Derek Walker: And it was just mind boggling. The University of South Carolina School of Journalism, had this young lady, she was like in the top 3% for neurobiology. But she was as creative as all get out. So she wants to be a brain surgeon, but at the same time she’s taking journalism classes to write. And she’s of East Indian descent. And I’m like, “Well, why isn’t she your favorite?” And they’re like, “Oh, she’s good.” I’m like, “No, she’s not good. She’s amazing.” Lily Sally over here is good. Your favorite is good. That child is freaking amazing. And we, as a faculty were having this discussion, and they’re like, “What are you implying?” I’m not implying shit. What I’m saying is, that child is over there getting a degree to be a brain surgeon. And she’s taking our journalism classes and whooping these kids ass and you call her good. Then they get all offended, “Oh, we don’t see color.” Apparently you did.
Derek Walker: The young lady that’s your favorite is barely making her advertising, getting her advertising work done. We have got to front. And it’s about changing minds. So when we talk about this, I guess it’s why I love that you talk about paying into profit, or revenue. But part of it is also we’ve got to address how people think about us, how we think about ourselves. Do you feel bad if you work only 38 hours in a week as a person of color? It’s like, can you take vacation, and time off and feel good about yourself? You should be able to. But in the back of your mind, you’re thinking about something about work. We’ve created a cage for us. And we let society create more. We’ve got to let us out of part of that cage. I’m not a fan of imposter syndrome. I understand it. But I think it’s part of that why we have to work twice as hard. And it’s killing us. We never talk about mental health. Dear God, our people of color in advertising or anything need mental health services. Take care of yourself.
Azeem Ahmad: 100% couldn’t agree more. I am actually trying to get somebody to come on to the show who is a black mental health therapist because it’s a massive, massive subject, which I think is incredibly, incredibly important. You’ve just shed even more wisdom there. Thank you very much.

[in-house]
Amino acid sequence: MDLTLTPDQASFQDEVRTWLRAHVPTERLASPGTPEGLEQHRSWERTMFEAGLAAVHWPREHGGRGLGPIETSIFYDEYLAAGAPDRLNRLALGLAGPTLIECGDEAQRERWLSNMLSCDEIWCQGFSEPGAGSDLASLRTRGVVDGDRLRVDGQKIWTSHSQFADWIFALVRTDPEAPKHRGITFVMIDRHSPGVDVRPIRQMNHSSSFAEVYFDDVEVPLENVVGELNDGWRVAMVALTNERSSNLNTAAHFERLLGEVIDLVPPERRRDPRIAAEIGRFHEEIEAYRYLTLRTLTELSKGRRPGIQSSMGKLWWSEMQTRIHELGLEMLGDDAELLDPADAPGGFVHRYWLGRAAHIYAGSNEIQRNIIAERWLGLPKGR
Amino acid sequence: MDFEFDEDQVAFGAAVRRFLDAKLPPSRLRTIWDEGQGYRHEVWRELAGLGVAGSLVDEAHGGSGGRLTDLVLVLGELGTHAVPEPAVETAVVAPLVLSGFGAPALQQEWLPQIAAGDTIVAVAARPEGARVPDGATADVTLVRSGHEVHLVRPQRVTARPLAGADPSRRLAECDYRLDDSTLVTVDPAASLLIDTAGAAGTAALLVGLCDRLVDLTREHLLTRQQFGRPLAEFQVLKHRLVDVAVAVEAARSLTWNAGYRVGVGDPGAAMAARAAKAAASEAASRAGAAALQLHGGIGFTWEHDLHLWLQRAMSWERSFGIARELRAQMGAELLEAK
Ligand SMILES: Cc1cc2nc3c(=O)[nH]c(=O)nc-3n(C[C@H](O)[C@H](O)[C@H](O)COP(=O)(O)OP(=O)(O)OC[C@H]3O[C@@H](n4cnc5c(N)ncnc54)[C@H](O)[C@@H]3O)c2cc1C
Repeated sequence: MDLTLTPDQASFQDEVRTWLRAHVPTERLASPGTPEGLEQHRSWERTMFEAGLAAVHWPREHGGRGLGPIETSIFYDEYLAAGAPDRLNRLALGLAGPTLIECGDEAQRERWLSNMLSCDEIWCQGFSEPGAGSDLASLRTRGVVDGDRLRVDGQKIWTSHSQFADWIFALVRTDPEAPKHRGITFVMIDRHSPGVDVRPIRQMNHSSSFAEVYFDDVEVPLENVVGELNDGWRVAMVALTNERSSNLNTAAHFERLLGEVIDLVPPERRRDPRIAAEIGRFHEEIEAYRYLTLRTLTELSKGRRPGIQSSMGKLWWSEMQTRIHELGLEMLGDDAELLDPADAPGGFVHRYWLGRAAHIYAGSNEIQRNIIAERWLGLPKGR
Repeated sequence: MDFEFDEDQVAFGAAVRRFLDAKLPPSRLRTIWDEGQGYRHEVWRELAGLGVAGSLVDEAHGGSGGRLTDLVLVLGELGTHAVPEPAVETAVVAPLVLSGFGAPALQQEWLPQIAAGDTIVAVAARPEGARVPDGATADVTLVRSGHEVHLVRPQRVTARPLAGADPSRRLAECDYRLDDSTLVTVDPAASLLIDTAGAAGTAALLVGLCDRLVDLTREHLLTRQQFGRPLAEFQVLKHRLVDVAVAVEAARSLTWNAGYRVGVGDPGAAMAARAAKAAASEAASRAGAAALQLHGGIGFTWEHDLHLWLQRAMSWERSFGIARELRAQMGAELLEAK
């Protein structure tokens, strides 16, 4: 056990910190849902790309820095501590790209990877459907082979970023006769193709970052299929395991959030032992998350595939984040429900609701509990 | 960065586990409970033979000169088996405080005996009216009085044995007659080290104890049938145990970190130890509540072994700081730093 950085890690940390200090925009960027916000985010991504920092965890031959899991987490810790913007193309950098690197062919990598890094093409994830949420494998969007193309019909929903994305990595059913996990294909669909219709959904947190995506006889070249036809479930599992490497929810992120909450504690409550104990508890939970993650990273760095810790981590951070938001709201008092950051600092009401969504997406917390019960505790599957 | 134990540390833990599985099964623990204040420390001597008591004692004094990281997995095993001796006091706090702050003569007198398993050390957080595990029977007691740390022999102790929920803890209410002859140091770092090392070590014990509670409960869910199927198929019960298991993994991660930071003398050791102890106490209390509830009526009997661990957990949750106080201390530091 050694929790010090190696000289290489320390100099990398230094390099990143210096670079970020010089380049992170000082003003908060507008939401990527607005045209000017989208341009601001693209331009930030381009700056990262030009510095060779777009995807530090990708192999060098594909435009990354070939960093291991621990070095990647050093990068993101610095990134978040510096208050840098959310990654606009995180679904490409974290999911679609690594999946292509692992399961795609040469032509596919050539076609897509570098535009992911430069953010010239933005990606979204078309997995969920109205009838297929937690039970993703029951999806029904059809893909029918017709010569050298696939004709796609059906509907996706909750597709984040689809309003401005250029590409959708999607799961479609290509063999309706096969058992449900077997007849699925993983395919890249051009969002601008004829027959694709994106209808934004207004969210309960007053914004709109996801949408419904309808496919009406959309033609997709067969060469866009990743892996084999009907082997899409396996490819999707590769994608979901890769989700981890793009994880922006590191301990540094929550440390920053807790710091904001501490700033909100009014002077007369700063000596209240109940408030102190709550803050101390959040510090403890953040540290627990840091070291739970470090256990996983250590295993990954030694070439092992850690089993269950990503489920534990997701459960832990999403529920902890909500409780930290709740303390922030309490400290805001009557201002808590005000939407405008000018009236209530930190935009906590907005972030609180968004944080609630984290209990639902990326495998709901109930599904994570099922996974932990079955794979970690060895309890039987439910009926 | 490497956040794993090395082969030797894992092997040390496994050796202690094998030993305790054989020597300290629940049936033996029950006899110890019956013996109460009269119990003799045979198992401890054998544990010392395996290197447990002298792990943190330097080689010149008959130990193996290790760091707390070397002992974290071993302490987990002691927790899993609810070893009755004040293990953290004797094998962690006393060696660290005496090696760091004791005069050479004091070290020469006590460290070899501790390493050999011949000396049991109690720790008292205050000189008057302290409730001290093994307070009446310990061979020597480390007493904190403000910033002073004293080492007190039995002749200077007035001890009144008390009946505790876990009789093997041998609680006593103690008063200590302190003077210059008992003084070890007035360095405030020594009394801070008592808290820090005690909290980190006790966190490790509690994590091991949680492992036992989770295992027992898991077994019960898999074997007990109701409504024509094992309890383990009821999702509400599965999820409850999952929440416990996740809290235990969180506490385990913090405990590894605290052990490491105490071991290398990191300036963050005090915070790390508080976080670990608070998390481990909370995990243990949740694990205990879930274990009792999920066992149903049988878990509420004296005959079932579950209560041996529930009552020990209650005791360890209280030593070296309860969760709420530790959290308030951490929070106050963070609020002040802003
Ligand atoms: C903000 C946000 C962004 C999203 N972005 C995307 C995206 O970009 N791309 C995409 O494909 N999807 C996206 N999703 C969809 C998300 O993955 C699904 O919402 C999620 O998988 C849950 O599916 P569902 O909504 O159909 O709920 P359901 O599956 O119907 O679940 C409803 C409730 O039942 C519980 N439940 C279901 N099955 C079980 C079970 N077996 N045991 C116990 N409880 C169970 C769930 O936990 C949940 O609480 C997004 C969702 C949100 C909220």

Derek Walker: Sorry about the rumble.
Azeem Ahmad: No, no rumble away. I think is incredibly educational. And I’ve always said, I’ve probably even said it on a recording. I don’t care if only one person is listen to this episode, or 100 people listen to this episode. I’m getting immense value from this. And the added bonus is that other people get to as proxy of this because I’ll release it for other people to listen. That aside. I would love to hear from you in terms of we’ve touched on a huge amount of topics there. We call the episode understanding white privilege and diversifying the boardroom. If there are people listening to this predominantly white people, leading agencies leading company in those positions of power, where can these companies start to address this issue?
Derek Walker: I think they have to expand their board in their C suite. And please for the love of god don’t tell me you can’t. I’ve seen boards add people simply because somebody was interesting. Now they may add two so they keep an odd number, but they add people. And they add them and create new roles. The C suite has been expanding for the last two decades. When I first got in there into business, the C suite was only four or five positions. How many C suite positions are there now? So what we say is, “Well, we don’t have any open positions on the board or the C suite.” Fucking make it. You run it, make a damn position, but make it a position with power. The next C suite position that I really don’t want, but we need is a DE and I position. But understand, I’m talking about it being full blown C suite.